We meet again, Hilary Duff.
Your fiendish plot and those raccoon eyes are working their stuff. I am starting to like you.
That's you, not your movies.
The Perfect Man, which opens today, is the 7,243rd Hilary Duff vehicle since 2003, of which I have seen 7,241. It is a light romantic-comedy-teen-wish-fulfillment fantasy, full of characters who are completely delusional (even by light adolescent Duff movie standards), though it could easily have become a psychological thriller. More on that in a wink.
First, a brief history of Hilary Duff: As a recording artist, she's sold more than 12 million records, though none to me. She appears, to the naked eye, to be a 26-year-old waitress from Tallahassee but is actually 17 and widely considered the most harmless of the teen queens. She has a less-talented sibling, Haylie - the Frank Stallone of 2005.
Also, Hilary was born in Houston. Her signature role is Lizzie McGuire, of the Disney TV series of the same name. She has appeared (I'm corrected, I see) in a dozen or so films, including Cheaper by the Dozen and its sequel, which shoots this summer. She was in A Cinderella Story (2004), Raise Your Voice (2004), and The Lizzie McGuire Movie (2003).
She's had a public war of words with Lindsay Lohan (over a boyfriend thingee) and performed at President Bush's second inaugural concert. She has a Target clothing line, Stuff by Hilary Duff. She is 5-foot-4, takes a correspondence course through Harvard, and once had a dog she named Little Dog Duff.
Fan club duties fulfilled.
At this point it's safe to say some of her affirmations are becoming endearing - yes, I do believe in the revitalizing power of a hot fudge sundae. As for her quirks: She tugs at her sweater sleeves. She is forever through with love. Her eyes are caked with several feet of mascara. She is an excellent physical comic, not a camera hog, and nothing seems beneath her. She doesn't appear to be a diva. She's a professional teen (and I'd love to see her cast in the inevitable, campy remake of Beach Blanket Bingo).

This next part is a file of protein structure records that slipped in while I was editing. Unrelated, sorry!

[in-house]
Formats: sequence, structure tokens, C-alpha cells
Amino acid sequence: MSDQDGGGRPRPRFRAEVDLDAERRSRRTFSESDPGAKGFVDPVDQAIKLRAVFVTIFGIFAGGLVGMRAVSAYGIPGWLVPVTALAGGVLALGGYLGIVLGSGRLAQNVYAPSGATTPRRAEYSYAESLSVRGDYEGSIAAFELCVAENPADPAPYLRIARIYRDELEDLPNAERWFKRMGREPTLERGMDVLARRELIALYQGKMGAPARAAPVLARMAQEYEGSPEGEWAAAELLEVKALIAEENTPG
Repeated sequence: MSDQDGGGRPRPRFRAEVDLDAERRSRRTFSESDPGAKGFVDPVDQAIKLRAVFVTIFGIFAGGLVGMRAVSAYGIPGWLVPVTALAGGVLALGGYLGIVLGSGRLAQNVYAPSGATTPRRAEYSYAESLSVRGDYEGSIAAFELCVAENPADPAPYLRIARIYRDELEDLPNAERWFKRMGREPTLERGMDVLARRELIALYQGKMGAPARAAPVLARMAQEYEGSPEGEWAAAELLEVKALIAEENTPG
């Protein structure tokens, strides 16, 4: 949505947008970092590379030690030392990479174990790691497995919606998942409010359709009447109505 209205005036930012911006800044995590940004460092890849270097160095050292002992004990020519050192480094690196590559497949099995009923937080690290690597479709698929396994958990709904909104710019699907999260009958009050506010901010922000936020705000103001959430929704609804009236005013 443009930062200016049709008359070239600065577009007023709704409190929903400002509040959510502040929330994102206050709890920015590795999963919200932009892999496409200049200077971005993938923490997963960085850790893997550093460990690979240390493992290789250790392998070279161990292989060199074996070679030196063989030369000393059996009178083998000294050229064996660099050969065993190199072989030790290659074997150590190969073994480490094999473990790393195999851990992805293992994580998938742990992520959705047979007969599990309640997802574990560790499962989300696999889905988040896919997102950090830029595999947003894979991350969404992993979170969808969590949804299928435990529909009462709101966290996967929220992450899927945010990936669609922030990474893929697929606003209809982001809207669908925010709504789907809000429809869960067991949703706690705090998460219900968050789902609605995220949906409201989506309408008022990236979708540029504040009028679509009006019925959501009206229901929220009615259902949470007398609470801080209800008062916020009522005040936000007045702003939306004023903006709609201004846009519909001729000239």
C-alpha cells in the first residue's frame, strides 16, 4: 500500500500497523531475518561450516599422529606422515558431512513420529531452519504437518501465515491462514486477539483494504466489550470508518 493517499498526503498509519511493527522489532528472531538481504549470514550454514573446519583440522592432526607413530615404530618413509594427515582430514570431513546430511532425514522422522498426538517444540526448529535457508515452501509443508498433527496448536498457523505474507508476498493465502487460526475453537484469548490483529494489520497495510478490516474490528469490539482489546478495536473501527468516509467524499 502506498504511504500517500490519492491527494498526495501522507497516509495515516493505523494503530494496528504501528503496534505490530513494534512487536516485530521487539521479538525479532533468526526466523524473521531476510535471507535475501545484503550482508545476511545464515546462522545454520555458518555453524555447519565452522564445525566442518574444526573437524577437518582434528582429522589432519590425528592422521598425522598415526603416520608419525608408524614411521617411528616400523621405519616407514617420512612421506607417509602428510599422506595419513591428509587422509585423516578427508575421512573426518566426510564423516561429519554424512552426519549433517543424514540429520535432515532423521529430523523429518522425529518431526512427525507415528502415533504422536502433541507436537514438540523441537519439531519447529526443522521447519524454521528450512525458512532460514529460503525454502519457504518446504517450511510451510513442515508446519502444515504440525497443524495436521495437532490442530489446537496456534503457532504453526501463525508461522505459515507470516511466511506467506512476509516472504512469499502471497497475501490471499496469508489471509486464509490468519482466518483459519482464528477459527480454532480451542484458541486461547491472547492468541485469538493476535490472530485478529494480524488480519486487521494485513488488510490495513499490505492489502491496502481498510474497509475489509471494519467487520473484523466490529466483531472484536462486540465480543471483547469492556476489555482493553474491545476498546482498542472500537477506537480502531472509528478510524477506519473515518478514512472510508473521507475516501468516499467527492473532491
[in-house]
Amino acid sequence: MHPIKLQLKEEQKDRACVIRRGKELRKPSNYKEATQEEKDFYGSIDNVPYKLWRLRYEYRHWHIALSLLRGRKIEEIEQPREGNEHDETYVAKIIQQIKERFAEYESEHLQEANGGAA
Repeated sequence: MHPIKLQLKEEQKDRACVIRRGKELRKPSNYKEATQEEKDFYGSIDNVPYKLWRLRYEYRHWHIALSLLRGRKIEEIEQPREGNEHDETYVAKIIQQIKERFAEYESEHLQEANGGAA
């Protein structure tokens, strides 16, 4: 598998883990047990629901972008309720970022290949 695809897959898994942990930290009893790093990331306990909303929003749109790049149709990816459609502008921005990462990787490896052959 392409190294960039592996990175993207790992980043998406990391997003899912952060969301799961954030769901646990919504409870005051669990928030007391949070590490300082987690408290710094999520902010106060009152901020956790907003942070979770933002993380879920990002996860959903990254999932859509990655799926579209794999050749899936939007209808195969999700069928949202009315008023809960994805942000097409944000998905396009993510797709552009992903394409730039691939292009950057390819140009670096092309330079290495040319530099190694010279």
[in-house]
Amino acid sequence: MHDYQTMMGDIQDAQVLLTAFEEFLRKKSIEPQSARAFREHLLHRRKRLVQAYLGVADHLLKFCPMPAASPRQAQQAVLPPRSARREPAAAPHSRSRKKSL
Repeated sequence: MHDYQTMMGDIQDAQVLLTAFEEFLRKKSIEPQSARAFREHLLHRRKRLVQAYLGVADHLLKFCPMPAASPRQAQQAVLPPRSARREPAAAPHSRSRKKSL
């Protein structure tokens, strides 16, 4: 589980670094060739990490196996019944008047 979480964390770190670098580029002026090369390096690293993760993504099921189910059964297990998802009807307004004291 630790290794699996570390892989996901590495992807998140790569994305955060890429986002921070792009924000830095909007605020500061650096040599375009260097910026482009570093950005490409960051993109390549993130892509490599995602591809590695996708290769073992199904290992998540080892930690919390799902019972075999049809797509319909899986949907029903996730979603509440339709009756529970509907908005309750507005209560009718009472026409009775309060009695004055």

So, how dorky is Hilary Duff?
Well, in The Perfect Man, for example, the students at her Brooklyn high school still say "cyberspace." And while the rest of her classmates are busy acting out and passing notes about the opposite sex, Hilary has a mission - a truly twisted mission:
Create a secret admirer for her lonely, possibly insane mother.
Duff plays optimistic Holly. She has been moved around the country for years by her mother, Jean (Heather Locklear). Invariably Jean shacks up with men who are beneath her or two-time her (though there is no sign of physical abuse), and when the inevitable happens, Jean packs up Holly and her myopic sister (Aria Wallace) and they move to a new city and find a new man.
Once moved to Brooklyn and living in a classic movie apartment (large, brick walls, two baths, $2,500 a month on a $10-an-hour salary), Locklear goes to work at a bakery and meets a schlub named Lenny (Mike O'Malley) who shows her the attention she doesn't get normally because she is a hideous monster who looks a lot like Heather Locklear. He invites her to see a Styx cover band. She accepts - and even considers marrying him after a single date.
Heather Locklear and Lenny.
I said, Heather Locklear.
A TV icon but a late starter to movies, she holds the big screen with at least as much flustered charm as a Sandra Bullock, and certainly more grace. But really, somebody should have told her she looks like Heather Locklear, and though she is 44 now, she has a Diane Lane-thing going. The lines creeping into her face give her an intelligence it might have lacked when she was young and bubbly. You don't believe she would go for a Lenny, or the guy who dumps her in the beginning of the movie. You don't believe she is that desperate. She certainly isn't looking for a man so feverishly for income purposes.
Anyway, tired of moving, Holly snaps and decides to play Cyrano to her unsuspecting mother. She also gets her own love interest, Adam (Ben Feldman). Together they construct a perfect man to keep her mother busy. They send flowers and write letters. Holly asks Adam to write e-mail in the guise of this nonexistent man.
"Make him seem real," she says - which, with only a change in pitch, could be a line from a David Lynch thriller. Naturally, there is an actual perfect man in the shadows: He's played by Chris Noth of Sex and the City (but looks kind of pale and exhausted). He owns a restaurant that employs Carson Kressley of Queer Eye for the Straight Guy as a bartender; Kressley, overexposed two years ago, preens and throws around advice and catty one-liners and is fast becoming a one-man gay minstrel show.
What I sort of like in a perverse way about The Perfect Man is how it seems to arrive from an alternate universe where America skipped from 1956 straight into 2005; the two decades are uncannily interchangeable for film purposes.
Hilary Duff movies are bushy-tailed and clueless in a fashion less like other adolescent fantasies than '50s educational films about hygiene and prom; they're John Waters flicks without the disgusting bits. And they never do solve their one nagging flaw: Duff's characters are remarkably self-possessed for teens but not enough to recognize the sitcoms they inhabit.
"Maybe the perfect man isn't real," Holly tells her mom. "But the perfect you, is." Holly, if she doesn't listen, a word of advice:
Contact Christopher Borrelli at: firstname.lastname@example.org